On September 11th, Alex Padilla woke up as the deputy mayor of LA. Here’s what he remembers – Daily News
Alderman Alex Padilla, aged just 28, had a promising career in politics but much to learn and little thought about becoming incumbent mayor of Los Angeles.
Little did he know, when he woke up in his northeast LA home, that a series of unspeakable attacks would strand Mayor James K. Hahn in Washington, DC, and leave the new politician Padilla in charge. The native Pacoima was at the head of the second largest city in the country.
The date: September 11, 2001.
With the moments of that fateful morning, a mammoth leadership challenge also unfolded: Trying to maintain calm and clarity in his city after the grief, questions, and anger fueled by the deadliest day ever on U.S. soil.
“It took me about half a second to realize,” said Padilla, “that Jim Hahn, mayor, was out of town, out of state, and that … wait a minute … he’s actually in Washington.”
Like most Americans, Padilla watched the horror live on TV – the Towers, the Pentagon, Pennsylvania. In the meantime, the Los Angeles City Charter came into force – and made the President of the City Council incumbent mayor.
Forward 20 years and Padilla is now California’s junior U.S. Senator. But on Friday, September 10th, the day before the 20th anniversary of the September 11th terrorist attacks, the memory of the moment when he realized that this was no ordinary emergency is still there.
Padilla recalls an ominous scroll at the bottom of a television screen: “Four unspecified planes are en route to Los Angeles.”
“Is this real? Isn’t it real? You can’t assume it isn’t. That got the adrenaline pumping,” he said.
“The chatter among the news people was when our nation is under attack and we don’t know by whom, it’s only natural, Washington DC, New York, who’s the next target, right? New York is the financial capital of the country, Washington is the government capital of the country, but Los Angeles is the second largest city in the country, ”said Padilla.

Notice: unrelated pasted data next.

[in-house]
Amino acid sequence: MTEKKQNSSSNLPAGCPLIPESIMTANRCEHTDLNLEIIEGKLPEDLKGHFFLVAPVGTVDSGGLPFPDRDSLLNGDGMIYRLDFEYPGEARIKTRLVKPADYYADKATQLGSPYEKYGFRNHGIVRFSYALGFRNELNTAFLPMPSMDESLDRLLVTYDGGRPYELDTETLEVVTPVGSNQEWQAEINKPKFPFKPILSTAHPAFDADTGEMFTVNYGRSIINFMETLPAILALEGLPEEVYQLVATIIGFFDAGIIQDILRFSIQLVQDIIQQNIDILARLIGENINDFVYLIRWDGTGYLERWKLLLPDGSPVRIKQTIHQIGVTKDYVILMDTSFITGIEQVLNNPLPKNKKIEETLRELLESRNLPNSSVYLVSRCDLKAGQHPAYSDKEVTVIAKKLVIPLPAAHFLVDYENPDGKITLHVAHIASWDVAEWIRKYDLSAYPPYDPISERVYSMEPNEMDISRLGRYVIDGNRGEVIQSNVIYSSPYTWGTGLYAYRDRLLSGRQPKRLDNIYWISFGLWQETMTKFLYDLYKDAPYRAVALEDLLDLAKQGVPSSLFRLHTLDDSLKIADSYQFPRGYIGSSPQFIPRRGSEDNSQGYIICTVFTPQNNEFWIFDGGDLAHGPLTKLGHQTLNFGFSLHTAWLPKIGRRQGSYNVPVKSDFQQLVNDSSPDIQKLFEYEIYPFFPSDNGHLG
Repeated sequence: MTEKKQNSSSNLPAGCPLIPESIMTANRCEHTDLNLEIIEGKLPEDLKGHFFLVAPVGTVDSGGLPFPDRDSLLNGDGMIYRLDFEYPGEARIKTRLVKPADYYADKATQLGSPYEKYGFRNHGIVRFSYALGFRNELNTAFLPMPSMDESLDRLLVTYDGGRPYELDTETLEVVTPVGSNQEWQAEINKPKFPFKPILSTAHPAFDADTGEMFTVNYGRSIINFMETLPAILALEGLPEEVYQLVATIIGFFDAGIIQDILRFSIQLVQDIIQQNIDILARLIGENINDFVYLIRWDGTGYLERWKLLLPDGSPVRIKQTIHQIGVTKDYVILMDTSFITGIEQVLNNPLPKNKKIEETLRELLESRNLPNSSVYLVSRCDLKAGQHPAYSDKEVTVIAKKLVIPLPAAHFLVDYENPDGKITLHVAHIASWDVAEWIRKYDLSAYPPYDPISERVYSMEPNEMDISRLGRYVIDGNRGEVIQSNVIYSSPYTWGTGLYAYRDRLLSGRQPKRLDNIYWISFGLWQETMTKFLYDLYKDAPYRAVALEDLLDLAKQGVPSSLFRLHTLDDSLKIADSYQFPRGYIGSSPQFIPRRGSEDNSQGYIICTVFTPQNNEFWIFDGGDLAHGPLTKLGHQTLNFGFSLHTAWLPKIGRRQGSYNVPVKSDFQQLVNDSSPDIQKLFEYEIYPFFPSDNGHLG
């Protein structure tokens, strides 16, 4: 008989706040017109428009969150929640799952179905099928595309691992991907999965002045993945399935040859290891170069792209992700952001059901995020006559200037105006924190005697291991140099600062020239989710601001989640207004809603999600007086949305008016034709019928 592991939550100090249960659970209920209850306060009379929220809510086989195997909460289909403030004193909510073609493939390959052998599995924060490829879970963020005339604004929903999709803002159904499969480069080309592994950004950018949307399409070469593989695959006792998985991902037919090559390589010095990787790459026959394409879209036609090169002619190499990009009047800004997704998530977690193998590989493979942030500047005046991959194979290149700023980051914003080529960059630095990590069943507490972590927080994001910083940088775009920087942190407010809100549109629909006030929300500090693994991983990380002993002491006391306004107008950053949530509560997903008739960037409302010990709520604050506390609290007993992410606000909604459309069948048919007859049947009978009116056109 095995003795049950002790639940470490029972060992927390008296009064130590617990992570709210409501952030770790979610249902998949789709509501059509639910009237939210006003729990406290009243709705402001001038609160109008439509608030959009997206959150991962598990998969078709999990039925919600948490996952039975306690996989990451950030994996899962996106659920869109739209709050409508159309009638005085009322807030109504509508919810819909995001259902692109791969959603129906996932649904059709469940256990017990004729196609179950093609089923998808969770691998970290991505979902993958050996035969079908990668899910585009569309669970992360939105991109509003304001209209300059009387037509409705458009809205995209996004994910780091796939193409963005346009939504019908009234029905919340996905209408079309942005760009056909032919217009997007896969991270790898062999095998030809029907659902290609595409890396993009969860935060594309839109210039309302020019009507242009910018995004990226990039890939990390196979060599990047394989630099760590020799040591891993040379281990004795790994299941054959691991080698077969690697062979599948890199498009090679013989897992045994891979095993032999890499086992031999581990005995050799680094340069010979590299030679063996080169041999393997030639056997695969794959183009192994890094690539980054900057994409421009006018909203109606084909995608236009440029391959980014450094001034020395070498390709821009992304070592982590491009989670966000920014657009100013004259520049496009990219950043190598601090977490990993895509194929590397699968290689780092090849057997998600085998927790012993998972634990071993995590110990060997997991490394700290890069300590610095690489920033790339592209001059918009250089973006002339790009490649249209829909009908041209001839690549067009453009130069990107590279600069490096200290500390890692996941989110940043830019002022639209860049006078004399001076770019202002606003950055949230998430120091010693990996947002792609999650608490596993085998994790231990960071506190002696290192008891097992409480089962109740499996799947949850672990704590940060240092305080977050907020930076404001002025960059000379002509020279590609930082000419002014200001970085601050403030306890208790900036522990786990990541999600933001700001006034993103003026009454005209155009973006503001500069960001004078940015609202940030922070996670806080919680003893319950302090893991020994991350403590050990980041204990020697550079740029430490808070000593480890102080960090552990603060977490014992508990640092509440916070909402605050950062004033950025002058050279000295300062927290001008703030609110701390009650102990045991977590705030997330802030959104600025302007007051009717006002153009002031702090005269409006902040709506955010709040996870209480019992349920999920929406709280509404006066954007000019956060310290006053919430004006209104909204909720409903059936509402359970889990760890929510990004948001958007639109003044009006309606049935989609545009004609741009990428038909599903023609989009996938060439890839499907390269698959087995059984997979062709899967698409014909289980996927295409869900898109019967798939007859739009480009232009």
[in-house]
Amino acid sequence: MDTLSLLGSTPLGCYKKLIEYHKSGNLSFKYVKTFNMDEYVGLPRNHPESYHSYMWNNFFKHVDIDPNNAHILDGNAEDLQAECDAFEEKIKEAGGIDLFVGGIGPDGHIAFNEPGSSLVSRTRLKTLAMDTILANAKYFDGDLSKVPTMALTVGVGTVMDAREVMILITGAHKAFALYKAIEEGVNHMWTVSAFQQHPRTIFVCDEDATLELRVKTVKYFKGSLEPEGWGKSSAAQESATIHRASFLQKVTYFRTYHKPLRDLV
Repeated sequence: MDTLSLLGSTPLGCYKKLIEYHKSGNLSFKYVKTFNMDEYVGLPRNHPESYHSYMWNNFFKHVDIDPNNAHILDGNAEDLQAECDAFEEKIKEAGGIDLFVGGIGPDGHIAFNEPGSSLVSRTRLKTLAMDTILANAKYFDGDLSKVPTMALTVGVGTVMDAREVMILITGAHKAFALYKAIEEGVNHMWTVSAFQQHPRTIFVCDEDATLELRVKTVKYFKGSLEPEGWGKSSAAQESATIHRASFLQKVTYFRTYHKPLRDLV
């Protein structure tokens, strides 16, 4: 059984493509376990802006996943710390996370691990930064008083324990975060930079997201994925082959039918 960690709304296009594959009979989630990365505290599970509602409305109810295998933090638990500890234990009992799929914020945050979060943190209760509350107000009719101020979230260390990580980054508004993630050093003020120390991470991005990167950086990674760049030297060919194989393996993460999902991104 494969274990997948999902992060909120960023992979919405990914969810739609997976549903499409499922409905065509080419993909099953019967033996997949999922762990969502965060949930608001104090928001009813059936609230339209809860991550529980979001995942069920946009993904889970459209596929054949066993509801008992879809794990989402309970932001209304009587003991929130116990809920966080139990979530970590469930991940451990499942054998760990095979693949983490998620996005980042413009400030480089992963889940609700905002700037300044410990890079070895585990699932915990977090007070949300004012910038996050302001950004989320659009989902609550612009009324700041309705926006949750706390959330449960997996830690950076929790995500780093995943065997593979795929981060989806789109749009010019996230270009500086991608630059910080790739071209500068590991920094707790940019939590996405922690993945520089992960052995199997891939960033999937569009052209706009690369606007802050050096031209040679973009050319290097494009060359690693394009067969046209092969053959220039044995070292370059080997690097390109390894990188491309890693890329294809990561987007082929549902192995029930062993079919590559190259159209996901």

This was a morning like no other for Padilla.
Telephones! Bring in Police Chief Bernard Parks. Start using the phone. Many of them. Shower. Go to the town hall. “Ditch” the car in front of the cathedral. Sprint to the office.
After consulting Hahn over the phone, Padilla officially activated the city’s Emergency Operations Board, which brought together regional first responders and the heads of the city’s main departments.
The city’s residents would soon get a round-the-clock look at their incumbent mayor. Padilla urged residents to donate blood. He showed them how to get traffic information from the city’s website. He constantly conducted press conferences in English and Spanish.
In his mind’s eye he can still see Fire Chief Bill Bamattre and a city search and rescue team – one of the most elite in the country – pleading to get to New York. And fast.
“I looked into the eyes of the firefighters – women and men – and I clearly saw not only the willingness to go, but also the desire to go,” said Padilla.
Padilla had to act fast – are you keeping her as mayor in LA or are you sending her to the center of the attack? After learning that there was “no credible threat” in LA, he approved the trip.
Their flight was the last flight before the FAA shut down all air traffic, Padilla said, he learned later. Within 24 hours they were on the ground at Ground Zero.
“There were a lot of theories about who was behind this before we really knew,” he said. “Anyone who looked Arabic was suddenly viewed with suspicion by many people. But Los Angeles isn’t like that … Let’s not jump to conclusions. Let’s not stereotype. Let’s not make the scapegoat. “
It wouldn’t be long before he found himself with fellow councilor Dennis Zine at the Islamic Center in Mid-Wilshire and begged Angelenos not to adopt hateful stereotypes after the attacks.
His three-day Los Angeles mayor’s office was non-stop activity and instant decisions, he said. He remembers the constant flow of information, the faces of his Angelo colleagues, the vigil in the town hall.
Nonetheless, Padilla took a trip to Tommy’s, the city’s iconic hamburger spot. The goal: To convey a feeling that things are okay in LA
Padilla paused to remember when days later the LA firefighters heading to Ground Zero came home.
“That was an emotional moment,” he said.
The political newcomer Padilla got off to a bumpy start as Council President. He reportedly angered proponents of the San Fernando Valley secession by removing Hal Berson, a Valley Cityhood supporter, from a study panel. And some council members were not enthusiastic about some of its committees.
Suddenly, however, the rumor arose that the three days may have accelerated Padilla’s political development.
Padilla shook off such talk. Padilla said he’s only honoring the LA charter. I’m just trying to help his Angelenos colleagues on three tough days.
“I was in that position when that happened,” he said. “Either you get on the job or I don’t.”
Finally, he said he learned the value of planning and communication.
He learned that the time to question such efforts is not in the midst of an unprecedented crisis.
“The middle of the emergency,” he said, “is not the time to question the plan.”
It also confirmed something a Little League coach had taught him as a kid.
Trust in teamwork.
“You don’t have to cross them all out,” he said. “You have a catcher in front of you and seven teammates behind you. Everyone plays a role. “